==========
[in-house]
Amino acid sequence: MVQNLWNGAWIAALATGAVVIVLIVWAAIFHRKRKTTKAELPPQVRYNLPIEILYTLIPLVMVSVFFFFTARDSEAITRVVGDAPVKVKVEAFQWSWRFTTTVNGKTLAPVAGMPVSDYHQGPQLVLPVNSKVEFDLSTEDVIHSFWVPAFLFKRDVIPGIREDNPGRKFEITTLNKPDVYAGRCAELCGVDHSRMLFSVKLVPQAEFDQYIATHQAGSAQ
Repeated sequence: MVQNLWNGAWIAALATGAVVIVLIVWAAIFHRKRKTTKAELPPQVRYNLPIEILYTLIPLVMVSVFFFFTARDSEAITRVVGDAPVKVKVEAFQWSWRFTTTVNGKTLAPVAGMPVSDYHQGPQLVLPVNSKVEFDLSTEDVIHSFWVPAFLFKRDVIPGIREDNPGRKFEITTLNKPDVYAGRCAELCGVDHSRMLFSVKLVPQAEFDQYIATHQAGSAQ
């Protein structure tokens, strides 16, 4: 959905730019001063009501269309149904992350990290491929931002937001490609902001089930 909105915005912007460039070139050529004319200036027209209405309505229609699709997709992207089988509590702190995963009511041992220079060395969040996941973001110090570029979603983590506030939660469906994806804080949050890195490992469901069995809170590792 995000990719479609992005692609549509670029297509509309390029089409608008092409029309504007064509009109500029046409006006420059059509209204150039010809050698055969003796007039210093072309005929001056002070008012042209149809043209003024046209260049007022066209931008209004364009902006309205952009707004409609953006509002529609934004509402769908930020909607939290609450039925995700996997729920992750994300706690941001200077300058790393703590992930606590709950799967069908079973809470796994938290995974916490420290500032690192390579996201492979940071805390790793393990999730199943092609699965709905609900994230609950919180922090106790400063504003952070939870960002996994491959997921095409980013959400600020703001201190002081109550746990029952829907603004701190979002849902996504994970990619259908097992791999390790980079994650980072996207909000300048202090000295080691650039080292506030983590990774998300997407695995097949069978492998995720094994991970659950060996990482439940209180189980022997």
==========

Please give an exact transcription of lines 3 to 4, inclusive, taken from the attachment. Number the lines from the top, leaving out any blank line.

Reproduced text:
Repeated sequence: MVQNLWNGAWIAALATGAVVIVLIVWAAIFHRKRKTTKAELPPQVRYNLPIEILYTLIPLVMVSVFFFFTARDSEAITRVVGDAPVKVKVEAFQWSWRFTTTVNGKTLAPVAGMPVSDYHQGPQLVLPVNSKVEFDLSTEDVIHSFWVPAFLFKRDVIPGIREDNPGRKFEITTLNKPDVYAGRCAELCGVDHSRMLFSVKLVPQAEFDQYIATHQAGSAQ
């Protein structure tokens, strides 16, 4: 959905730019001063009501269309149904992350990290491929931002937001490609902001089930 909105915005912007460039070139050529004319200036027209209405309505229609699709997709992207089988509590702190995963009511041992220079060395969040996941973001110090570029979603983590506030939660469906994806804080949050890195490992469901069995809170590792 995000990719479609992005692609549509670029297509509309390029089409608008092409029309504007064509009109500029046409006006420059059509209204150039010809050698055969003796007039210093072309005929001056002070008012042209149809043209003024046209260049007022066209931008209004364009902006309205952009707004409609953006509002529609934004509402769908930020909607939290609450039925995700996997729920992750994300706690941001200077300058790393703590992930606590709950799967069908079973809470796994938290995974916490420290500032690192390579996201492979940071805390790793393990999730199943092609699965709905609900994230609950919180922090106790400063504003952070939870960002996994491959997921095409980013959400600020703001201190002081109550746990029952829907603004701190979002849902996504994970990619259908097992791999390790980079994650980072996207909000300048202090000295080691650039080292506030983590990774998300997407695995097949069978492998995720094994991970659950060996990482439940209180189980022997």